Every five minutes, a 2012 college graduate starts a job for which he or she is overqualified.
That's one finding of a recent report by McKinsey On Society, an online publishing forum for the consulting firm's research on pressing social issues. The study, which focused on underemployment among recent college graduates, found about 120,000 of people who last year obtained bachelor's degrees took jobs in sectors other than those which they most preferred.
Very often, that means getting a job in retail or restaurant work, two sectors in which four to five times more graduates are working than would prefer to, the report found.
College graduates across the country are grappling with widespread underemployment, prompting some experts to wonder whether incurring the cost that comes with a college degree is worth the benefits. Today, nearly half of recent college graduates say they’re working jobs that don’t require their degree, the report found.
Even students who chose majors traditionally associated with a solid career path can suffer from underemployment. Indeed, business majors are most likely to work in jobs that don’t require their degrees, according to a recent study from PayScale, a salary information company.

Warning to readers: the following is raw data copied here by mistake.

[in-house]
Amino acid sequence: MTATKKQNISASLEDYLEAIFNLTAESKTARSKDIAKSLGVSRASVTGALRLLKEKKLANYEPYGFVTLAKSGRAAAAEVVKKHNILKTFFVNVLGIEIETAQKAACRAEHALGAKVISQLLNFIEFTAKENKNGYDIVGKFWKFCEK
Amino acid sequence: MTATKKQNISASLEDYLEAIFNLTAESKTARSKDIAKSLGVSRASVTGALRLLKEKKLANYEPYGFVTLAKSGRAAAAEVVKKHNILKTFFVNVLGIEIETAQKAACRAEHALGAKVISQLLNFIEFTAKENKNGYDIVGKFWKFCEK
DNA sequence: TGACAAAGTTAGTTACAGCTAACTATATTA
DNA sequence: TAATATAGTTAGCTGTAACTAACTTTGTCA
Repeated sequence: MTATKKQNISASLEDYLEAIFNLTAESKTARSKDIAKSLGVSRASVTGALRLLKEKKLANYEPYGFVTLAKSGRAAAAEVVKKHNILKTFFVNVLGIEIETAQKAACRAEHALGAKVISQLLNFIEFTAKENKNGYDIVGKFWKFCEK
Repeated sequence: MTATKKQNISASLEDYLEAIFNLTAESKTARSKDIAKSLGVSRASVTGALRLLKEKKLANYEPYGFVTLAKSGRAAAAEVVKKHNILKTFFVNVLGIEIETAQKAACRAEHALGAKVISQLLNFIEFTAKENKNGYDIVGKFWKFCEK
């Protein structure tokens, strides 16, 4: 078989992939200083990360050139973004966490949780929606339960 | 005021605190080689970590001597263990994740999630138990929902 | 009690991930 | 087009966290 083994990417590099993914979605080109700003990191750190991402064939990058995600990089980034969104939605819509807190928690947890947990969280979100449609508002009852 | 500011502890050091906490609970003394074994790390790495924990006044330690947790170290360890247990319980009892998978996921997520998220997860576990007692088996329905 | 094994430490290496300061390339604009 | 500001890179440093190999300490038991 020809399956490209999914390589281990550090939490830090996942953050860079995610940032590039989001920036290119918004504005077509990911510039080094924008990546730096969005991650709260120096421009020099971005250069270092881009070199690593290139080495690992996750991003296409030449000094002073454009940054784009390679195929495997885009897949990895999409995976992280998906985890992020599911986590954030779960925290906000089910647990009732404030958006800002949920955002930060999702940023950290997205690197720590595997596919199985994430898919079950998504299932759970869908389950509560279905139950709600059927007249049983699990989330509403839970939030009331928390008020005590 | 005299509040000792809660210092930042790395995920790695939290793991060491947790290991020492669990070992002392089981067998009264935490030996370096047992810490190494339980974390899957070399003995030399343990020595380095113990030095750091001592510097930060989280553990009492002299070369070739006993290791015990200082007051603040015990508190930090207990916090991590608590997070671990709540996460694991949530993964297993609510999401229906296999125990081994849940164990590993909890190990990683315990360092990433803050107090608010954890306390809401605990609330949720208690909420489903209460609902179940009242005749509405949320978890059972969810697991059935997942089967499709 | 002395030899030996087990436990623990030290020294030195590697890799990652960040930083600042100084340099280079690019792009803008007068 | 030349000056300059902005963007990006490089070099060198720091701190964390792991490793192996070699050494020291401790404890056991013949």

The decision of whether to attend college is even more difficult once you consider student loan debt. For students graduating in the class of 2011 with college debt, their average student loan balance is equivalent to about 60 percent of their income, according to a recent report from Congress’ Joint Economic Committee.
Though the outlook may seem dim for recent college graduates, their prospects of finding a job are better than their high school counterparts with only a high school diploma. The jobless rate for college graduates over the age of 25 was 3.8 percent in May, according to Labor Department data cited by The New York Times. For those with only a high school diploma: 11.1 percent.